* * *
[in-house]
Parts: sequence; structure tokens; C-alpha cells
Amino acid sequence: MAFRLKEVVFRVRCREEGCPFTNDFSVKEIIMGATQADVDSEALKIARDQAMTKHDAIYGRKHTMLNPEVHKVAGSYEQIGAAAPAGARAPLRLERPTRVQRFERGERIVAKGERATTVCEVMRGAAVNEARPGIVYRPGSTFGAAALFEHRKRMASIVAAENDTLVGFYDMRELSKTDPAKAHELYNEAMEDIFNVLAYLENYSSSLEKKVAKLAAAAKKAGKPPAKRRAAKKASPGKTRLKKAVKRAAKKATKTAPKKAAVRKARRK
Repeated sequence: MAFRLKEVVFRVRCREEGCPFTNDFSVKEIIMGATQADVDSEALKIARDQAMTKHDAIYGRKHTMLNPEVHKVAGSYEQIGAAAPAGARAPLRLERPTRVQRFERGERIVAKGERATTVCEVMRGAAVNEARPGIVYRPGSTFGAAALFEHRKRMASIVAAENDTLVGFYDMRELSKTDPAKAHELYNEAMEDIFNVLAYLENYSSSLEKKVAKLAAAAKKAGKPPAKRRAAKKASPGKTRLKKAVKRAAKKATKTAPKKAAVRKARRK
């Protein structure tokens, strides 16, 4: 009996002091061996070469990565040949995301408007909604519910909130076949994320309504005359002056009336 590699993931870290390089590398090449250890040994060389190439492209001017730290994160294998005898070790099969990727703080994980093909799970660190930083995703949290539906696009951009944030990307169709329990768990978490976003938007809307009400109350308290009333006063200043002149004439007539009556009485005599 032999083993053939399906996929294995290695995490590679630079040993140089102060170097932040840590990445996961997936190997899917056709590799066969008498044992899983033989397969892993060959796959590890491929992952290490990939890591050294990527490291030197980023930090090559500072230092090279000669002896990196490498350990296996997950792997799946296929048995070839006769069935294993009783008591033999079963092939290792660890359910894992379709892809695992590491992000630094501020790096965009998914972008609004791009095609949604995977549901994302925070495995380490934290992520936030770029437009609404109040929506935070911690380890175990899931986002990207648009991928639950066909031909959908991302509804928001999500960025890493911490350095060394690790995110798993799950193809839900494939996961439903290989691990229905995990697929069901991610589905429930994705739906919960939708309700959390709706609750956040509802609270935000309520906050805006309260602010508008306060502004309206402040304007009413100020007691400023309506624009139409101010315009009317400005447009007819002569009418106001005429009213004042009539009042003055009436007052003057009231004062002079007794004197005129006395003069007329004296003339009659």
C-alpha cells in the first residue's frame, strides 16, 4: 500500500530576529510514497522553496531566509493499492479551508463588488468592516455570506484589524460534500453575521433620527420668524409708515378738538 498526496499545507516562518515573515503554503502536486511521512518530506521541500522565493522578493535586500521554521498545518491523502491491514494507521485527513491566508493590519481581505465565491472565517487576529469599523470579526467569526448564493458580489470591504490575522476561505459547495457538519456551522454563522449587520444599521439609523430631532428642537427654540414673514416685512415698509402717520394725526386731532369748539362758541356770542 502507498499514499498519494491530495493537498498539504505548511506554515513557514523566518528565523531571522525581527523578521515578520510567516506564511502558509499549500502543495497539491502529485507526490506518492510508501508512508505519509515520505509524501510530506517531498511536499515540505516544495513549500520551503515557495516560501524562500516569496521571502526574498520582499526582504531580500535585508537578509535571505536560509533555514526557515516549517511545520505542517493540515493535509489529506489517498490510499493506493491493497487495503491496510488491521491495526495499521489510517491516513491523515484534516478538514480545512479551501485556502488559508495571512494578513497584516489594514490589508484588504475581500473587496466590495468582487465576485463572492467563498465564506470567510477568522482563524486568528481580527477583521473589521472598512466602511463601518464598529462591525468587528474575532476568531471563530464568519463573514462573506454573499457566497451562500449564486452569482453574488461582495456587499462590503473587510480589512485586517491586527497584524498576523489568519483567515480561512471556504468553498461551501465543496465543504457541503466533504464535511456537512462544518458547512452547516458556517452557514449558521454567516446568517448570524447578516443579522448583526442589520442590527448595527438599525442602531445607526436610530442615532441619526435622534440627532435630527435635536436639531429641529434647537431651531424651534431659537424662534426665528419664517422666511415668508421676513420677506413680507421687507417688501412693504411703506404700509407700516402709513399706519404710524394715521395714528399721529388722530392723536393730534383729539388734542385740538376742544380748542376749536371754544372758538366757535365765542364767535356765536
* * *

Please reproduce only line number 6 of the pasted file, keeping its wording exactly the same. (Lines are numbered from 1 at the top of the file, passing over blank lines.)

C-alpha cells in the first residue's frame, strides 16, 4: 500500500530576529510514497522553496531566509493499492479551508463588488468592516455570506484589524460534500453575521433620527420668524409708515378738538 498526496499545507516562518515573515503554503502536486511521512518530506521541500522565493522578493535586500521554521498545518491523502491491514494507521485527513491566508493590519481581505465565491472565517487576529469599523470579526467569526448564493458580489470591504490575522476561505459547495457538519456551522454563522449587520444599521439609523430631532428642537427654540414673514416685512415698509402717520394725526386731532369748539362758541356770542 502507498499514499498519494491530495493537498498539504505548511506554515513557514523566518528565523531571522525581527523578521515578520510567516506564511502558509499549500502543495497539491502529485507526490506518492510508501508512508505519509515520505509524501510530506517531498511536499515540505516544495513549500520551503515557495516560501524562500516569496521571502526574498520582499526582504531580500535585508537578509535571505536560509533555514526557515516549517511545520505542517493540515493535509489529506489517498490510499493506493491493497487495503491496510488491521491495526495499521489510517491516513491523515484534516478538514480545512479551501485556502488559508495571512494578513497584516489594514490589508484588504475581500473587496466590495468582487465576485463572492467563498465564506470567510477568522482563524486568528481580527477583521473589521472598512466602511463601518464598529462591525468587528474575532476568531471563530464568519463573514462573506454573499457566497451562500449564486452569482453574488461582495456587499462590503473587510480589512485586517491586527497584524498576523489568519483567515480561512471556504468553498461551501465543496465543504457541503466533504464535511456537512462544518458547512452547516458556517452557514449558521454567516446568517448570524447578516443579522448583526442589520442590527448595527438599525442602531445607526436610530442615532441619526435622534440627532435630527435635536436639531429641529434647537431651531424651534431659537424662534426665528419664517422666511415668508421676513420677506413680507421687507417688501412693504411703506404700509407700516402709513399706519404710524394715521395714528399721529388722530392723536393730534383729539388734542385740538376742544380748542376749536371754544372758538366757535365765542364767535356765536